Top 31 Slang For Friend – Meaning & Usage

Friends are an integral part of our lives, providing support, laughter, and companionship. But have you ever wondered what other terms we can use to refer to our closest pals? Whether you’re looking for a fun nickname or want to stay up-to-date with the latest slang, this listicle is here to help! From trendy abbreviations to creative phrases, we’ve gathered the top slang for friend that will have you feeling like an insider in no time. So, let’s dive in and discover the perfect word to describe your BFF!

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1. Fam

Derived from the word “family,” “fam” is a term used to refer to close friends who are like family. It emphasizes the strong bond and loyalty between friends.

  • For example, “Hey fam, let’s grab dinner tonight.”
  • A person might say, “My fam always has my back, no matter what.”
  • When introducing a friend to others, one might say, “This is my fam, we go way back.”

2. Brother from another mother

This phrase is used to describe a friend who is so close that they are like a brother, despite not being related by blood. It emphasizes the deep connection and shared experiences between friends.

  • For instance, “He’s not just a friend, he’s my brother from another mother.”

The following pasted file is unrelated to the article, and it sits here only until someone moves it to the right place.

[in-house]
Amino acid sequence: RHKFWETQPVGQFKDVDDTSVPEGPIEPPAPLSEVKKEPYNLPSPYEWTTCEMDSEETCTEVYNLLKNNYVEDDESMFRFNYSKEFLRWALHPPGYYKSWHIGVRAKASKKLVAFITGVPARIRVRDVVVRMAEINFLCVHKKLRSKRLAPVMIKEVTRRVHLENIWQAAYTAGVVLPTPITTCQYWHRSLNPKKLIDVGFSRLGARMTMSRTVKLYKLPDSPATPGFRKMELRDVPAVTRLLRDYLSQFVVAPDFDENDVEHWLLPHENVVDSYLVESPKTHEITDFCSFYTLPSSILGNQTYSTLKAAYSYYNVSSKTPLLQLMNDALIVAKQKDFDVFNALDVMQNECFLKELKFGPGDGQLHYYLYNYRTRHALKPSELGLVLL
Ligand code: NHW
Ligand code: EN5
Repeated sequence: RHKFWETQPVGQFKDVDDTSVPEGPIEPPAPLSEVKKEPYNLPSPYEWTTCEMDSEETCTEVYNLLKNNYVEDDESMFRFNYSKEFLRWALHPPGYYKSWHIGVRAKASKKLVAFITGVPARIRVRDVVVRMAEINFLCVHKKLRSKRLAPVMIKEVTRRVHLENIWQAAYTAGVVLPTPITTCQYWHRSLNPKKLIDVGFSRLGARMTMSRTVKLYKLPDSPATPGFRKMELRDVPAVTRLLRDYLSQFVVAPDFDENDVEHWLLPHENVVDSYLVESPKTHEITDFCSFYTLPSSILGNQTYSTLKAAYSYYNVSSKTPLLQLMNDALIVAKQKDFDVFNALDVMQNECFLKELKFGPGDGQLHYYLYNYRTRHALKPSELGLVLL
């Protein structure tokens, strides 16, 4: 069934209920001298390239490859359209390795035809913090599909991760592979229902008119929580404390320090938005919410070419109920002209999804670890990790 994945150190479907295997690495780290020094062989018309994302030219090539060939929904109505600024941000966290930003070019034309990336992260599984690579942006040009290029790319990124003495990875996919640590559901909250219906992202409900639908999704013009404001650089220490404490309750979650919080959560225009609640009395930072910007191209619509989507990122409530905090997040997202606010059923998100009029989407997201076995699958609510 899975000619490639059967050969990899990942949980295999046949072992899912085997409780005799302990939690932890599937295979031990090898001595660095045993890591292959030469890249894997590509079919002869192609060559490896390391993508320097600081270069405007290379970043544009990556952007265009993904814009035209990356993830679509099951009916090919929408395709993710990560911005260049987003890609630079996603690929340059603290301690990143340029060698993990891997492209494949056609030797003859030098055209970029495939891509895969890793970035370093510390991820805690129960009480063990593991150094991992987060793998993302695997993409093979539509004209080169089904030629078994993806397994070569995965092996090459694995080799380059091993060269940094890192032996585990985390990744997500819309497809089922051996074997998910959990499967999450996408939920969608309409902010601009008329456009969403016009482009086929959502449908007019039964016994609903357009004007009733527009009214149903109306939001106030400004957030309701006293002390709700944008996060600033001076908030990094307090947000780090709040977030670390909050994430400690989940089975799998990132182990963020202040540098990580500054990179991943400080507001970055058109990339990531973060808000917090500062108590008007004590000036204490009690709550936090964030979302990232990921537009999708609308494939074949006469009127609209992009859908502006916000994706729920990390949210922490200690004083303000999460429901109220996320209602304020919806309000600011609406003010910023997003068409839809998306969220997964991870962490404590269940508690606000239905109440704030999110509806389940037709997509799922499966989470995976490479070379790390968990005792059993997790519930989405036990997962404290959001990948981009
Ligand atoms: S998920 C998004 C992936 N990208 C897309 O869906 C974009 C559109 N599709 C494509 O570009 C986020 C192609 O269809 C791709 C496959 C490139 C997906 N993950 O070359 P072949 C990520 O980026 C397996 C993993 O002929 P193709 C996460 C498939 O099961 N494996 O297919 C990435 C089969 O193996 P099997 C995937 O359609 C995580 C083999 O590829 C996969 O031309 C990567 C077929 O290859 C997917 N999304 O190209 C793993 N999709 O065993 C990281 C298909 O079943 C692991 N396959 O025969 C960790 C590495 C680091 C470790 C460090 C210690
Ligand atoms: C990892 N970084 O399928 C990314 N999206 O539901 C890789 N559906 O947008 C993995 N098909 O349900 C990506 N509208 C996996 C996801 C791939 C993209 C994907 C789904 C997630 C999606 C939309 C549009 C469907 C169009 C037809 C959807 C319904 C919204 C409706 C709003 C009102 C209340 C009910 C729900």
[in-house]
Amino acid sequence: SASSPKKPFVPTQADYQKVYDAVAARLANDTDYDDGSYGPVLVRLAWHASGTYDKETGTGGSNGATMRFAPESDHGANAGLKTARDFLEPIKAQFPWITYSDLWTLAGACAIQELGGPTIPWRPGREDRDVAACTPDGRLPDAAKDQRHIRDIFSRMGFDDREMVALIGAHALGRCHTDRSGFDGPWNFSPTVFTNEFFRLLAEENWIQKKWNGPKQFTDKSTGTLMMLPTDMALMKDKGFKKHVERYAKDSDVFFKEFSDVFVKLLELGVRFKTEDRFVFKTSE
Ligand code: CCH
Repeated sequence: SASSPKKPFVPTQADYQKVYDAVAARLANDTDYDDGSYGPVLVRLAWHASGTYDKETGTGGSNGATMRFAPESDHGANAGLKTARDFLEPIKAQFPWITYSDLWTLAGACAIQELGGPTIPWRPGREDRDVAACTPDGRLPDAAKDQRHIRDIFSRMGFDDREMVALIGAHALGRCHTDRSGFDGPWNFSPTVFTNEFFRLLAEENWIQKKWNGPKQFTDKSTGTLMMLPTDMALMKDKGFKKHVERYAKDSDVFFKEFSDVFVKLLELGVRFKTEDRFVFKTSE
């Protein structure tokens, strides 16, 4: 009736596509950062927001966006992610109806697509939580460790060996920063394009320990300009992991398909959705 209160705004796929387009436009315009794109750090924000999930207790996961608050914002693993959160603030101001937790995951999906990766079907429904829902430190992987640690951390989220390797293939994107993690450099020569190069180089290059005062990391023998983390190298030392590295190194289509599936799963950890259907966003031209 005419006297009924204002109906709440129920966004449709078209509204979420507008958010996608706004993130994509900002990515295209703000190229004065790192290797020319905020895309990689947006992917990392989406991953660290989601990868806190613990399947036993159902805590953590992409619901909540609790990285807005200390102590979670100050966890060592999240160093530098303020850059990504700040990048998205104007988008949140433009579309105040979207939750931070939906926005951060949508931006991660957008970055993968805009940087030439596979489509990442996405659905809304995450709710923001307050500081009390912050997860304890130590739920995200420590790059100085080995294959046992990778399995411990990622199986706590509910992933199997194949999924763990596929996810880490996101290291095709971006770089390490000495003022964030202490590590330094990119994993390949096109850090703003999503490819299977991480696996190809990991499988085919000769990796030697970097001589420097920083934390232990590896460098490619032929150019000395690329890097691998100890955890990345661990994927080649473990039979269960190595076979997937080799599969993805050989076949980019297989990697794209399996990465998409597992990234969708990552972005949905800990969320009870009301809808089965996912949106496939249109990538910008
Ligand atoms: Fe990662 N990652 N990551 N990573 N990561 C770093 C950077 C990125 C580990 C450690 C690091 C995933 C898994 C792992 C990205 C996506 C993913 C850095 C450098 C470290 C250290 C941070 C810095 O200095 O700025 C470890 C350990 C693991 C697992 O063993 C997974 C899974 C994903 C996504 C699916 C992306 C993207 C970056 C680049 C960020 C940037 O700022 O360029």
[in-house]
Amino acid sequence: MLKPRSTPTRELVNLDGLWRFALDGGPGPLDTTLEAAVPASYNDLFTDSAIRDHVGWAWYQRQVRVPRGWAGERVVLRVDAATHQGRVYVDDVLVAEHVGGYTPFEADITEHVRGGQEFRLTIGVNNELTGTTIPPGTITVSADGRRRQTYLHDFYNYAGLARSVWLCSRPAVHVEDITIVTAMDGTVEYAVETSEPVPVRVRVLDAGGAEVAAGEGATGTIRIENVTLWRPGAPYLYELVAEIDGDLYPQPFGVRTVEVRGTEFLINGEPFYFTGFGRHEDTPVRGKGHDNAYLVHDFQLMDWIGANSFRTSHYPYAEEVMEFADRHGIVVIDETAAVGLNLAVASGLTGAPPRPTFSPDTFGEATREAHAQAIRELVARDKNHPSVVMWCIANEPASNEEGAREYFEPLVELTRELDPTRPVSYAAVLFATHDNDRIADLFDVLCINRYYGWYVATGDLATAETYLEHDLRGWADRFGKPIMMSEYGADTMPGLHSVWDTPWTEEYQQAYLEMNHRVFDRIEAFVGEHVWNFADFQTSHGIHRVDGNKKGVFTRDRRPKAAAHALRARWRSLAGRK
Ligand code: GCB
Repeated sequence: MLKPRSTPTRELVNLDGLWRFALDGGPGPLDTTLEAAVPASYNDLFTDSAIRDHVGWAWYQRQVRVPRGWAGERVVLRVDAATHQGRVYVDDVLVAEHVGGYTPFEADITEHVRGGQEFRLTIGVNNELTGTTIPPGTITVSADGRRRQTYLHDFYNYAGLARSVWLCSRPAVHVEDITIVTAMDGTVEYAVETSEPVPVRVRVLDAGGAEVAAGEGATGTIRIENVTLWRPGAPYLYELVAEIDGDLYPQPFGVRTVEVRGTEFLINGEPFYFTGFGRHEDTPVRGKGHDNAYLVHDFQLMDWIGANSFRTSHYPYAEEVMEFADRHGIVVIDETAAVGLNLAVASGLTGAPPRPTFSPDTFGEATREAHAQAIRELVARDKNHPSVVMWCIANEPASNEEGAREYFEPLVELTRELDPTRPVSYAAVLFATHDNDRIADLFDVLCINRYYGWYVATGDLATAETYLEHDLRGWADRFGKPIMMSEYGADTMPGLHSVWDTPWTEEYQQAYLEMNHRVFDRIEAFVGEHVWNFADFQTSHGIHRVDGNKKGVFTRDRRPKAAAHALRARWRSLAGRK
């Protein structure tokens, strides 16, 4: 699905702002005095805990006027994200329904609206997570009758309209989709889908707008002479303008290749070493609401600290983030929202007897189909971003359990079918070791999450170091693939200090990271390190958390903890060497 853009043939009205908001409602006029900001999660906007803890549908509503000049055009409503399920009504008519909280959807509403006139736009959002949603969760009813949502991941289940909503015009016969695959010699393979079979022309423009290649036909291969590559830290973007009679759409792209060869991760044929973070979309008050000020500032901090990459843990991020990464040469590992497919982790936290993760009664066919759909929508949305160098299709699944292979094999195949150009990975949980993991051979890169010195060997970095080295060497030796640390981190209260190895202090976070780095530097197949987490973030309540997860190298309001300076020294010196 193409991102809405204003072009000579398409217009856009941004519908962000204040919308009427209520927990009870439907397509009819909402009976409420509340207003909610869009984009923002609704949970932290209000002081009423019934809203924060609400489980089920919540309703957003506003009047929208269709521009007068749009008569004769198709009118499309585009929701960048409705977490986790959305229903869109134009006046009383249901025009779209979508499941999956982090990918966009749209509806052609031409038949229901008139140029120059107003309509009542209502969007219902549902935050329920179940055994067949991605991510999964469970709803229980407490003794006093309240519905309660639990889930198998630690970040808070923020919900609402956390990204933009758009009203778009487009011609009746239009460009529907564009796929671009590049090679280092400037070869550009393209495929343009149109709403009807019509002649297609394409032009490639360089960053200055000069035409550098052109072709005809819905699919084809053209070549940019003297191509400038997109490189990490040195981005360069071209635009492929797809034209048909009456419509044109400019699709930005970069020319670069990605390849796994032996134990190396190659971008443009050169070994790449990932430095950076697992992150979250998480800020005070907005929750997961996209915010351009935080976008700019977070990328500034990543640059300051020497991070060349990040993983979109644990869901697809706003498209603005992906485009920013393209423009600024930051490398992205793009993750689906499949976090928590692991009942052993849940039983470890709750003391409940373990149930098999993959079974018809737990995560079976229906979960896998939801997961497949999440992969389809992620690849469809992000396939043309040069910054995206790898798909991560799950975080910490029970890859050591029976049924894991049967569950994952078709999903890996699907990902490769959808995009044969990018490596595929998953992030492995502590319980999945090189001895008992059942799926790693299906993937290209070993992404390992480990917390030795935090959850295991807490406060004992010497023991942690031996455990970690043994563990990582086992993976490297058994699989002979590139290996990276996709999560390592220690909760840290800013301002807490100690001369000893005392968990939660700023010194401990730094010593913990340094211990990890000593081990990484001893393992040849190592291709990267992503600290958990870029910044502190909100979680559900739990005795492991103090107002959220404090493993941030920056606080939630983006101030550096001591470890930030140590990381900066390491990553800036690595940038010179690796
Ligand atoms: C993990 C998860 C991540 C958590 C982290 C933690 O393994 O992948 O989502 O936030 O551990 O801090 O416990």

• When talking about a best friend, one might say, “We’ve been through everything together, he’s like a brother from another mother.”
  • A person might introduce their friend by saying, “Meet my brother from another mother, we’ve known each other since childhood.”

3. Partner in crime

This term refers to a friend who is always involved in mischievous or adventurous activities together. It highlights the shared sense of excitement and camaraderie in engaging in various activities.

  • For example, “He’s my partner in crime, we always find ourselves in crazy adventures.”
  • When planning something fun, one might say, “Are you ready for another adventure, partner in crime?”
  • A person might reminisce about past escapades by saying, “We were the best partners in crime back in college.”

4. Homie

Derived from the word “homeboy,” “homie” is a slang term used to refer to a close friend or someone from the same neighborhood. It conveys a sense of familiarity, trust, and shared experiences.

  • For instance, “Hey homie, long time no see!”
  • When talking about a reliable friend, one might say, “He’s my homie, we’ve been through thick and thin.”
  • A person might introduce their friend by saying, “This is my homie, we grew up together in the same neighborhood.”

5. BFF

An acronym for “Best Friend Forever,” BFF is a term used to describe a close friend who is considered the most special and important person in one’s life. It signifies an unbreakable bond and deep connection.

  • For example, “She’s not just my friend, she’s my BFF.”
  • When expressing gratitude for a best friend, one might say, “I’m so lucky to have my BFF by my side.”
  • A person might reminisce about memorable moments with their best friend by saying, “We’ve been BFFs since kindergarten, and our friendship keeps getting stronger.”